“Energy cane [hybrid varieties obtained by crossing Saccharum officinarum with S. spontaneum with higher fiber content and less sugar than conventional cane] can help in this sense because it has some interesting properties,” Bonomi said.
One of the advantages of energy cane is that these varieties, which have been developed by firms such as GranBio and Vignis, and by research institutions such as the Agronomy Institute (IAC), do not require water stress to accumulate high levels of sugar. Another benefit is that they can also be harvested throughout the rainy season, Bonomi explained.
In the industrial stage, one of the main obstacles to economic viability for 2G ethanol is the high cost of capital goods, i.e., the plant and equipment required to produce it.
“This is a problem that the learning curve will probably solve,” Bonomi said. “The first plant is normally more expensive because there aren’t yet enough manufacturers of the right equipment for production.”
In technology, one of the main problems is pretreatment of biomass to separate lignin from cellulose and hemicellulose in preparation for the process of hydrolysis, which converts cellulose and hemicellulose into fermentable sugars for the production of 2G ethanol.
“This stage, involving preparation of the lignocellulosic materials [cellulose and hemicellulose] so that enzymes can break down the polymers they contain, isn’t fully understood and the equipment required, which is costly, is still being developed,” Bonomi explained.
Another problem is the long time required for hydrolysis, which entails costly tank storage and a risk of contamination.
“For this reason, 2G ethanol plants’ capacity is excessive by design to offset the losses that are likely to occur owing to contamination during the process,” Bonomi said.
A third technological bottleneck, he added, is the fermentation of pentoses, the C5 sugars resulting from hemicellulose hydrolysis.
Hydrolysis of cellulose results in glucose, a C6 sugar that is readily fermentable into ethanol. However, hydrolysis of hemicellulose produces C5 sugars (pentoses), which the microorganisms in today’s yeast fermentation cannot easily metabolize to produce 2G ethanol, resulting in a relatively slow pace of 2G ethanol production from hemicellulose.
“Today, it’s possible to produce 2G ethanol on a large scale from cellulose hydrolysate,” Bonomi said. “Production from hemicellulose hydrolysate is still under development. CTBE has only recently developed a modified yeast capable of producing ethanol from pentoses.
“The progress expected in the agricultural, industrial and technological areas should ultimately make 2G ethanol cheaper than 1G ethanol.”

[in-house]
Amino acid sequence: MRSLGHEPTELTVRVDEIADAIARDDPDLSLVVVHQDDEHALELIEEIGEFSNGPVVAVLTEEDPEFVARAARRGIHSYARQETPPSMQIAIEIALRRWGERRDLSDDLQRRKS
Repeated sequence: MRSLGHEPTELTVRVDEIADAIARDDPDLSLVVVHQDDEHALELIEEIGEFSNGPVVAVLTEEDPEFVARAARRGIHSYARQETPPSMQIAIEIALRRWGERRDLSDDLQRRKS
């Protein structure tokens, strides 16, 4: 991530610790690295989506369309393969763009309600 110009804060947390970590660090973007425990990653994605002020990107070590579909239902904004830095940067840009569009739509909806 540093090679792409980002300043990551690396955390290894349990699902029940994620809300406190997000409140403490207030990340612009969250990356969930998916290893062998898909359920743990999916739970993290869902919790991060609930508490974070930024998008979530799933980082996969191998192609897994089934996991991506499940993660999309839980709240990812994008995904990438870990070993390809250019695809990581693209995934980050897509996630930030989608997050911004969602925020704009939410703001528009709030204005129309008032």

Each of Brazil’s 2G ethanol plants uses a different technological route. GranBio’s is the standalone route, in that it is dedicated to producing 2G ethanol and not integrated with a 1G ethanol plant.
The plant run by Raízen, a joint venture between multinational Shell and locally owned Cosan, is an integrated facility that produces both 1G and 2G ethanol.
According to Bonomi, an advantage of the technological route chosen by Raízen compared with GranBio’s route is that at least cellulose hydrolysate can be fermented together with cane juice sucrose to make 2G ethanol.
“Whereas GranBio makes ethanol by converting a blend of cellulose hydrolysate and hemicellulose hydrolysate, in which glucose and other C6 sugars from the cellulosic fraction are combined with C5 sugars from the hemicellulosic fraction, Raízen’s technology ferments C6 with sucrose and can ferment C5 sugars separately to produce ethanol,” he said.
Nevertheless, both plants have faced technological challenges to produce 2G ethanol, especially in the raw material pretreatment stage, Bonomi added.
In a press release published in early June by Broadcast, Grupo Estado’s real-time news and market data service, GranBio acknowledged that it had changed its 2G ethanol investment timetable and production targets owing to technological problems relating to pretreatment and also to the economic crisis in Brazil. It added that it expected to produce 2G ethanol as competitively as 1G ethanol by 2019.
Consulted by Agência FAPESP, Raízen replied in a written statement that one of the keys to its successful production of 2G ethanol at its Costa Pinto plant in Piracicaba is 1G-2G integration, which gives rise to significant logistical benefits.
“The company has high hopes for this disruptive technology and believes the technological challenges have been surmounted,” the statement said. “At this time we are pursuing mechanical reliability for our equipment and a satisfactory level of excellence for the plant as a whole.”
The study “De promessa a realidade: como o etanol celulósico pode revolucionar a indústria da cana-de-açúcar: uma avaliação do potencial competitivo e sugestões de política pública” by Bonomi et al. can be retrieved (in Portuguese) from: web.bndes.gov.br/bib/jspui/handle/1408/4283.